With regard to the Board's second cause of action, for declaratory relief under the state declaratory judgment statute, the Court noted that although ERISA was explicitly invoked by the Board in its complaint, Skelly Oil Co. v. Phillips Petroleum Co., 339 U.S. 667, 70 S.Ct. 876, 94 L.Ed. 1194 (1950), mandated a finding of lack of federal jurisdiction. The Court held that federal courts do not have original or removal jurisdiction when a federal question is presented in an action under a state declaratory judgment statute. See Franchise Tax Board, supra, 103 S.Ct. at 2851
American Well Works Co. v. Layne & Bowler Co., 241 U.S. 257, 260, 36 S.Ct. 585, 586, 60 L.Ed. 987 (1916)
With regard to the instant action, we note that although it was disclosed during oral argument that Powers has filed a parallel suit in federal court, she has done so to avoid running afoul of the statute of limitations should our decision preclude her proceeding further in state court. That her federal suit evidently alleges violations of ERISA based on the same set of circumstances involved in the instant case does not bring her within Moitie, however, because her federal suit is merely a tactical manuever, instituted after her state court filing, to protect herself. This is clearly and substantially different from the situation presented in Moitie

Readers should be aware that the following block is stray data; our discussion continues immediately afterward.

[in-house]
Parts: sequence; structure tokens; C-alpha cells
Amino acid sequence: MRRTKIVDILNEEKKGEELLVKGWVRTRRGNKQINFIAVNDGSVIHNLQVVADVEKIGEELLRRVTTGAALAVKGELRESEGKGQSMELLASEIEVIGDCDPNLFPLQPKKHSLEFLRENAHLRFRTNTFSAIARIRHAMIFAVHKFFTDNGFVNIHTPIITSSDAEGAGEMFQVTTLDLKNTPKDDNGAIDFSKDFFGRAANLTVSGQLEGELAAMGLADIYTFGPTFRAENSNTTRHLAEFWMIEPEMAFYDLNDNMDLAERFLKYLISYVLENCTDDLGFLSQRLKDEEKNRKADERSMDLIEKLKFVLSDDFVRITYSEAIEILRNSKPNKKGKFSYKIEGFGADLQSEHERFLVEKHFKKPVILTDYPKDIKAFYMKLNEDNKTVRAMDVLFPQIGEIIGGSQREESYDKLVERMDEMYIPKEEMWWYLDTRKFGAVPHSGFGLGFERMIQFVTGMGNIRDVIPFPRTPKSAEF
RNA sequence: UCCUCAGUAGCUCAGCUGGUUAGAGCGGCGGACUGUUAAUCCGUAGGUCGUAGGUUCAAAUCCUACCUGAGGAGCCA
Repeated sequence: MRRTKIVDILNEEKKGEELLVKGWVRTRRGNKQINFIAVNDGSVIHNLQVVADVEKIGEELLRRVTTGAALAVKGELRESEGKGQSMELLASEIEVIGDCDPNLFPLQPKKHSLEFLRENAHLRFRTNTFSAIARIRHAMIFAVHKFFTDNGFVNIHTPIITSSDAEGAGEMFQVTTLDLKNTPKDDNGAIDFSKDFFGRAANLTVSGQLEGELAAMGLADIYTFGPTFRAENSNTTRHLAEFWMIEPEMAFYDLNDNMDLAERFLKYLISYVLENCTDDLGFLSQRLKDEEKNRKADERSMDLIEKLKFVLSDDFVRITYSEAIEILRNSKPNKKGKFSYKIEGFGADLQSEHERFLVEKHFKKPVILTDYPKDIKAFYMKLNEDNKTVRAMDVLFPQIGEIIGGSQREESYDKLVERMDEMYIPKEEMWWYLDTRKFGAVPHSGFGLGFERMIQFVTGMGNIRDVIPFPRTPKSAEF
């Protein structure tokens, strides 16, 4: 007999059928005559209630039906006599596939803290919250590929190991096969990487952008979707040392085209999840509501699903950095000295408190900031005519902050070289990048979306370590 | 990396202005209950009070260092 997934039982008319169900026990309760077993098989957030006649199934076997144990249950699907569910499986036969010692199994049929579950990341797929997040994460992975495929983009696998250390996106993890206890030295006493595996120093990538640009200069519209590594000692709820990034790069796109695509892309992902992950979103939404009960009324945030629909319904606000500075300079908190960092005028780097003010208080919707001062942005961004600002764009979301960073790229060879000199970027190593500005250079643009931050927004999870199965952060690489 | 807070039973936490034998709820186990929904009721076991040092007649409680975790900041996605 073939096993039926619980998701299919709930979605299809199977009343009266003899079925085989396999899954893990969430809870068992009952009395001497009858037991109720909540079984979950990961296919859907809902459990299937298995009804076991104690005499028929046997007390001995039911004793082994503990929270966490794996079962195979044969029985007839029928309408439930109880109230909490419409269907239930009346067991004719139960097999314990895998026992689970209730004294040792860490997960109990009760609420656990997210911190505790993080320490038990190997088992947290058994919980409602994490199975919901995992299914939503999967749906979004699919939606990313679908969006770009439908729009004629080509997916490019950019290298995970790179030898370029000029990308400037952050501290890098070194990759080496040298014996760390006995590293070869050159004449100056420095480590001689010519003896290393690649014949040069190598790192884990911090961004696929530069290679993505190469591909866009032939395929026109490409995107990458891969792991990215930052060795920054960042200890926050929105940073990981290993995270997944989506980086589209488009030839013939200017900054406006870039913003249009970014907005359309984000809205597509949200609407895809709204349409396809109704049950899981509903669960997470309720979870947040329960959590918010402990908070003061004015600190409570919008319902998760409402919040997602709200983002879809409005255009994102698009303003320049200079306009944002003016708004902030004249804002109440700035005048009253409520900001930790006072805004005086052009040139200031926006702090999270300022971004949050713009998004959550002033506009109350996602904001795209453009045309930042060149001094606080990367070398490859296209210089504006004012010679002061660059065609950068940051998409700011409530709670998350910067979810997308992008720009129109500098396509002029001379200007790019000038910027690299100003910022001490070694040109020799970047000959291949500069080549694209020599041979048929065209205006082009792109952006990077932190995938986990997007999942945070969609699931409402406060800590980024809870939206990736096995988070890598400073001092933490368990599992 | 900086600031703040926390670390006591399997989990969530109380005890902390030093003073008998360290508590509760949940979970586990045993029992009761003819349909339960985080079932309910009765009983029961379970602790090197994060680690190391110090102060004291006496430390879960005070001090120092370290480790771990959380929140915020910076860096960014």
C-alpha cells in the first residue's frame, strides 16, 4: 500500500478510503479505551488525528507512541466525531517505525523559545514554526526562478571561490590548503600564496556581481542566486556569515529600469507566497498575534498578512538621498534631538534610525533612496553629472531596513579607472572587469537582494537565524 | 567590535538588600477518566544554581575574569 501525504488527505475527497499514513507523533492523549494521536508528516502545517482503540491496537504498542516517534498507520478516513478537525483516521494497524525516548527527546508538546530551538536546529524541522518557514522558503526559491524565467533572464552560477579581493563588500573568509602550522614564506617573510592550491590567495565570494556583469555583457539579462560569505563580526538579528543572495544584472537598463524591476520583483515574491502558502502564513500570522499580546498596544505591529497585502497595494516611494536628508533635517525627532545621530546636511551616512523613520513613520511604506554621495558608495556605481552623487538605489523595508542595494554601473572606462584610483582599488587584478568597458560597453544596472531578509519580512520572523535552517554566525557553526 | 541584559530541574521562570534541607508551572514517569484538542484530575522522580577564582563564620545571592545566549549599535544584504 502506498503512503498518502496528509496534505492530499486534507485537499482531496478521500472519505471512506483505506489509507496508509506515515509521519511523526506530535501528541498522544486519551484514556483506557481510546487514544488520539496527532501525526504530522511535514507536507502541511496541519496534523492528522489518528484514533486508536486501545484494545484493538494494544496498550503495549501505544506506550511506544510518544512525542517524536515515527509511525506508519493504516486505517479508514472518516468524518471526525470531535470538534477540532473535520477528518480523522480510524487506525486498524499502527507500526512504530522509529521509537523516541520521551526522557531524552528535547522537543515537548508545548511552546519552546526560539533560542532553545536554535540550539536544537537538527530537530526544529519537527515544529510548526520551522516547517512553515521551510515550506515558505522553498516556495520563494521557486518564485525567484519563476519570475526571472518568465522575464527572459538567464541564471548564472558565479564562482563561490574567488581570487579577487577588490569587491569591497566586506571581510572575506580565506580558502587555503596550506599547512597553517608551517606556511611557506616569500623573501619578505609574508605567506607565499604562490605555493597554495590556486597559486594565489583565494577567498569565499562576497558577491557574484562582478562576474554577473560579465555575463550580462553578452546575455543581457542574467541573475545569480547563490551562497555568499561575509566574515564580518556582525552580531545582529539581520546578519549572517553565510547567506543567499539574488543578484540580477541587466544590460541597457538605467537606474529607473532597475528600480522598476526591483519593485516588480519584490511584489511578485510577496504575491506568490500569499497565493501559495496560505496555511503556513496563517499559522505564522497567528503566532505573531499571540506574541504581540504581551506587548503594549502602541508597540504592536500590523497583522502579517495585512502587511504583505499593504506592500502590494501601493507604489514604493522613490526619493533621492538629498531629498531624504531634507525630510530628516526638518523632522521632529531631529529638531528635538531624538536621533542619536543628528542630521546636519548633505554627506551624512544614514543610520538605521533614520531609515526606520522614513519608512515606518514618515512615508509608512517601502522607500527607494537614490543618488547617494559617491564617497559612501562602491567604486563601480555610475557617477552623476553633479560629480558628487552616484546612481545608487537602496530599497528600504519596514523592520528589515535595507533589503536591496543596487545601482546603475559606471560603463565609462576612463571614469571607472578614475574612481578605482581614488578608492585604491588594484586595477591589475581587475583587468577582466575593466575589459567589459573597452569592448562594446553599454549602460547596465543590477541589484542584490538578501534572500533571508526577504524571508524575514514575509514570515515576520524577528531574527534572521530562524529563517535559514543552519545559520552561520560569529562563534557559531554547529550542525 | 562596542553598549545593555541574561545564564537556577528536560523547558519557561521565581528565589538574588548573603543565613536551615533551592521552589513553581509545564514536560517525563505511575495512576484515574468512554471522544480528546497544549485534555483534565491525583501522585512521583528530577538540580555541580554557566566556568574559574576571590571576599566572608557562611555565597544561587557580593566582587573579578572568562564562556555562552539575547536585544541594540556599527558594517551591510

We note that the instant case is factually and legally distinguishable from our holding in In re Carter, 618 F.2d 1093 (5th Cir.1980), cert. denied sub nom., Sheet Metal Workers v. Carter, 450 U.S. 949, 101 S.Ct. 1410, 67 L.Ed.2d 378 (1981). In Carter, the plaintiff's complaint necessarily presented a federal claim. We noted there that "upon removal the removal court should inspect the complaint carefully to determine whether a federal claim is presented, even if the plaintiff has couched his pleading exclusively in terms of state law." Id. at 1101. In the case at hand, there is no standpoint from which Powers' complaint can be viewed as presenting a federal claim. We reiterate that to the extent federal preemption arises as an issue, it is a defense to Powers' state law claims and can not serve as the basis for original federal jurisdiction
We note that our determination does not preclude an eventual federal forum on the preemption issue. As the Supreme Court stated in Franchise Tax Board, "[O]f course, the absence of original jurisdiction does not mean that there is no federal forum in which a preemption defense may be heard. If the state courts reject a claim of federal preemption, that decision may ultimately be reviewed on appeal from this Court." 103 S.Ct. at 2848 n. 12